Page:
Although St. Patrick’s Day is often viewed as a day of good luck, oftentimes, your teeth aren’t so lucky. Studies show that the day after St. Patrick’s Day, dental practices see a jump in appointments by an average of 64%. 10 states even see a jump of 100% or more, with patients attributing their dental emergencies to bar fights and alcohol-induced accidents.
We want all of our Greensburg patients to have a good time this St. Patrick’s Day, but we also want everyone to stay safe and healthy. This year, keep these St. Patrick’s Day dental warnings in mind to keep you out of the dental chair on March 18th.
Watch Out For Green Beer
A lot of bars, pubs and restaurants mark this fun holiday by serving cheap beer dyed with green food coloring. It may seem like the perfect way to celebrate St. Paddy’s Day, but this novelty beer is a bad idea for your teeth.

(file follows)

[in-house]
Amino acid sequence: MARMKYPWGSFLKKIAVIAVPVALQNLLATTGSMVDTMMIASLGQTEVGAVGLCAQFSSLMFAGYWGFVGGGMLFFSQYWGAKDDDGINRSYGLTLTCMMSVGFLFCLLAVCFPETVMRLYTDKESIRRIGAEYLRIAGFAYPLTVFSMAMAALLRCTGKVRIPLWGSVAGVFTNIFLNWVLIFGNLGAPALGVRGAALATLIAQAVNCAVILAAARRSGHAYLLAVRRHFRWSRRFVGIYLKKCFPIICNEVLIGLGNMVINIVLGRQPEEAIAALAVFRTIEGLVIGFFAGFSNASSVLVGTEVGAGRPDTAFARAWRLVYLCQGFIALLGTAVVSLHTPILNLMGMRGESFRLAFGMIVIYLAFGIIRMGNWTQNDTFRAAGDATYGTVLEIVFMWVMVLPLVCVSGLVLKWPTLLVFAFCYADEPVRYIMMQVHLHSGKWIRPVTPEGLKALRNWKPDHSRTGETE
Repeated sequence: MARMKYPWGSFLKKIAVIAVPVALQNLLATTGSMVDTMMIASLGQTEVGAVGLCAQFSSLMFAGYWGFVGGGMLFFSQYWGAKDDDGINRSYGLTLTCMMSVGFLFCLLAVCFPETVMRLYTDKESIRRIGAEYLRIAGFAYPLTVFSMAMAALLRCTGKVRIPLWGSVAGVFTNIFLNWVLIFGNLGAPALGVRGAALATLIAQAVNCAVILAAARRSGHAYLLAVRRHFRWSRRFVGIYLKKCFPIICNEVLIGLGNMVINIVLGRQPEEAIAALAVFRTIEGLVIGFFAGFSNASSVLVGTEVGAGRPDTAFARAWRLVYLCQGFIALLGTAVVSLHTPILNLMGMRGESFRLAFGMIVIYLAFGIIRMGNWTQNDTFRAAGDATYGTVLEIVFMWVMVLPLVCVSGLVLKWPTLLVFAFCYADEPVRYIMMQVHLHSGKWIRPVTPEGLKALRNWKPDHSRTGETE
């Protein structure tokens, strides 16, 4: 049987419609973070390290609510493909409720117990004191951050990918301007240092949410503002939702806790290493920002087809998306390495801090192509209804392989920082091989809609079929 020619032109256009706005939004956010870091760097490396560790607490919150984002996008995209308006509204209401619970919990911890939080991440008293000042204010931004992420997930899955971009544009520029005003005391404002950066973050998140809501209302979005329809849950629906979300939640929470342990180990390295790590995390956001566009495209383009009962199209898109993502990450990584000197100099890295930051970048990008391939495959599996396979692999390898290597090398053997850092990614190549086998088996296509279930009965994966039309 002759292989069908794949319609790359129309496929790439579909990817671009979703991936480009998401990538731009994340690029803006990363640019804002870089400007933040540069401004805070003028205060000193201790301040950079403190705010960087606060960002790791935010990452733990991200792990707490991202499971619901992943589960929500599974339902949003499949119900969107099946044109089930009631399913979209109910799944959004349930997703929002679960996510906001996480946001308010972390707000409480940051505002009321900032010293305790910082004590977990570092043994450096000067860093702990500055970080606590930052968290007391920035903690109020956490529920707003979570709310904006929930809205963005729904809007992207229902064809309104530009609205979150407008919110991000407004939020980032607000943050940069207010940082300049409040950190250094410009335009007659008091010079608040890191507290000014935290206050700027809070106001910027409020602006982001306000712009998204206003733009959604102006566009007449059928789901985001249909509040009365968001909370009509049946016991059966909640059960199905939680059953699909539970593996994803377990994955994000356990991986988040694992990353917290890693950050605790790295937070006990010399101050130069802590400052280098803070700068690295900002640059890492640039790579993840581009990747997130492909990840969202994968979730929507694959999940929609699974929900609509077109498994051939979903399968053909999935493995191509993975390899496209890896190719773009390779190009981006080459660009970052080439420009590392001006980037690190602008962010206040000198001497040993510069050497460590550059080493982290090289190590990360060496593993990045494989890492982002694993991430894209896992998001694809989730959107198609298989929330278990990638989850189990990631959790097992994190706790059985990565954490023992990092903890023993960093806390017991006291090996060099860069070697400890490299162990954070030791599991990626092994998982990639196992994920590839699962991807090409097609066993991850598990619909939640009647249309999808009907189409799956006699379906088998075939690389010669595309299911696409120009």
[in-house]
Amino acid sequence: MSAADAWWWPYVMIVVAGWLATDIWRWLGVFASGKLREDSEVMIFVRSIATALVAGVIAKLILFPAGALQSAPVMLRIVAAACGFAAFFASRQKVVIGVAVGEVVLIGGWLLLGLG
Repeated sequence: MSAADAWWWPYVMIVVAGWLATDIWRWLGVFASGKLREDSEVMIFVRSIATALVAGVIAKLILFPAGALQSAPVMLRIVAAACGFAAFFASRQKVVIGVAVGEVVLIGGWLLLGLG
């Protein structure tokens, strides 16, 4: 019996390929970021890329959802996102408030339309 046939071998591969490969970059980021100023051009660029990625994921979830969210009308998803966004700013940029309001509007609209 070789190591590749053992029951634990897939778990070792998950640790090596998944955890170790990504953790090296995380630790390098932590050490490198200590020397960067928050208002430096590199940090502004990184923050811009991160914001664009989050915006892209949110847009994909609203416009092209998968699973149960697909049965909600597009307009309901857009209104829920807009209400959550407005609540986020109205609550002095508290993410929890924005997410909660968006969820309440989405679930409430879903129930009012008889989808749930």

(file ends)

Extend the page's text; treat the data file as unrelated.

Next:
Just a few sips of green beer can dye your teeth a scary shade of green. It’s not permanent, but you can expect to smile a green-colored grin for the rest of the day.
If you end up overdoing it on green beer, your teeth can turn an even darker shade of green. Stains from green beer, red wine and coffee can make your beautiful and bright smile turn dull. If you wake up on March 18th with green teeth, schedule an appointment with your dentist. They can determine which whitening treatment is right for you and discuss ways to avoid staining in the future.
Beware Of Stouts